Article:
Blue skies a signal for Yorozu, official says

Published 12:00 am Friday, May 2, 2003

Local and state officials participate in a sake-breaking ceremony Thursday at the Yorozu Automotive Mississippi grand opening in Flowers. From left are Mayor Laurence Leyens, Warren County Board of Supervisors President Richard George, Lt. Gov. Amy Tuck, Yorozu Corporation CEO Akihiko Shido, Gov. Ronnie Musgrove, Yorozu Automotive Mississippi Chairman Masataka Ebato and Yorozu Automotive Mississippi President Jack Uemura. (Melanie Duncan ThortisThe Vicksburg Post)

[5/2/03] Yorozu Automotive Mississippi became Warren County’s second tier one Nissan supplier to begin operation at the Ceres Research and Industrial Interplex at Flowers.

Yorozu joined Calsonic Kansei as a supplier of parts to the Nissan plant set to open May 27 at Canton. The Calsonic plant opened in October 2002 with 140 people on the payroll making radiators, condensers and exhaust systems.

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Yorozu started with 125 employees and makes an aluminum suspension system.

Tier one and other suppliers deliver components to the Nissan assembly plant that will turn out hundreds of cars and trucks each day.

In remarks at Thursday’s ceremonies at the YAM plant, Yorozu Corp. chief executive officer and chief operating officer Akihiko Shido said the blue skies and warm temperatures were a good omen and remembered there were also bright blue skies the day Yorozu broke ground for its plant in December 2001.

“I want this plant to be successful especially because this is the first suspension manufacturer in this state,” he said.

Shido expressed his appreciation to everyone who supported his company’s efforts to start the Vicksburg plant, adding that appreciation extended to state as well as local officials.

He said the company vision is to be a leading manufacturer and to win the loyalty of customers while making contributions to society and the community.

“Part of us being here today is a change of the perception of Mississippi,” said Gov. Ronnie Musgrove. “The old question people would ask Why Mississippi?’ has been reversed. The question today is Why not Mississippi?'”

Just by looking around the Yorozu opening Thursday and looking at other state visitors, the governor said it is obvious Mississippi is a global leader when it comes to attracting jobs for the people of the state and building its economy.

“The image of Mississippi shows we are moving quickly into the 21st Century. It is a state leading and competing in the global marketplace,” he said.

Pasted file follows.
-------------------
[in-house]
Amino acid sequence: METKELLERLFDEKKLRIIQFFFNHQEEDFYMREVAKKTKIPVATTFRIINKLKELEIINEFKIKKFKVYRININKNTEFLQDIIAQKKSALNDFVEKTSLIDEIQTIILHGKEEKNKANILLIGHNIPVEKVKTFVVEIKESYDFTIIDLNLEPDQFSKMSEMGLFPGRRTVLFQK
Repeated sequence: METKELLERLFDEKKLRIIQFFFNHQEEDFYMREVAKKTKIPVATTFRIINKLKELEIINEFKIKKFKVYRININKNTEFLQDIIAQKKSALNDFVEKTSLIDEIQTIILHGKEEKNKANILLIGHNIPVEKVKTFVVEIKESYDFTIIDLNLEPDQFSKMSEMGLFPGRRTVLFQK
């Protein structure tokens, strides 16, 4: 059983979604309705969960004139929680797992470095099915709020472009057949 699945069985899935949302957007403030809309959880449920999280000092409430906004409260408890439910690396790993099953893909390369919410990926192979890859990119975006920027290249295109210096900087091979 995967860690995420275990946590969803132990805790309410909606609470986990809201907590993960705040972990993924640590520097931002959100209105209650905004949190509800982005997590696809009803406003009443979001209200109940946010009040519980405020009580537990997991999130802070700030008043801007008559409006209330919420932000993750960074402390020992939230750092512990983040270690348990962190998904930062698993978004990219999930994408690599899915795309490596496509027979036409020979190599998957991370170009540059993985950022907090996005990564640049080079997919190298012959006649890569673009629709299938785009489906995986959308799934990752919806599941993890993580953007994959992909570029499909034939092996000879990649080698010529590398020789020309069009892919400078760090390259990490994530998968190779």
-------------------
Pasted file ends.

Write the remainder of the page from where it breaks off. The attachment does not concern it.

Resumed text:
Musgrove also said the jobs provided by companies like Yorozu and Nissan are setting the benchmark for where the state is headed.

The governor said Site Selection magazine said Mississippi is in the top 10 in the nation for new companies and the survival of small companies, and Expansion magazine’s list of the 300 hottest metro areas showed Mississippi with four of the top 50 on that list.

“We are seeing the second phase of vision begun months ago when we first began negotiations for Nissan,” said Lt. Gov. Amy Tuck.

She said Yorozu’s 82,000-square-foot plant represents an investment of $18.2 million, but said she is more excited about the 125 high-paying jobs the plant brought to Mississippi and Warren County.

“These individuals will have the opportunity to work with the most advanced robotics in the automotive industry,” Tuck said.

She singled out Jimmy Heidel, executive vice president of the Chamber of Commerce and Economic Development Foundation and director of the Warren County Port Commission, for special praise, saying he was the man who made things happen in Mississippi.

“It is a distinct pleasure on behalf of the Warren County Board of Supervisors to first congratulate, welcome and thank Yorozu officials for your confidence in this community to deliver what we promised,” said Richard George, president of the Warren County Board of Supervisors.

George also praised Heidel as the master of making promises and seeing to it they are fulfilled.

“Vicksburg is the best place to call home,” said Vicksburg Mayor Laurence Leyens, “and you are now a part of our home.”

He also said Vicksburg’s economy is an excellent model developing in the community.

After the comments, Jack Uemura, president of Yorozu Automotive Mississippi, presented to Dr. Clyde Muse, president of Hinds Community College, a state of the art manufacturing robot worth $50,000 that will be used to train students at the HCC Vicksburg Campus.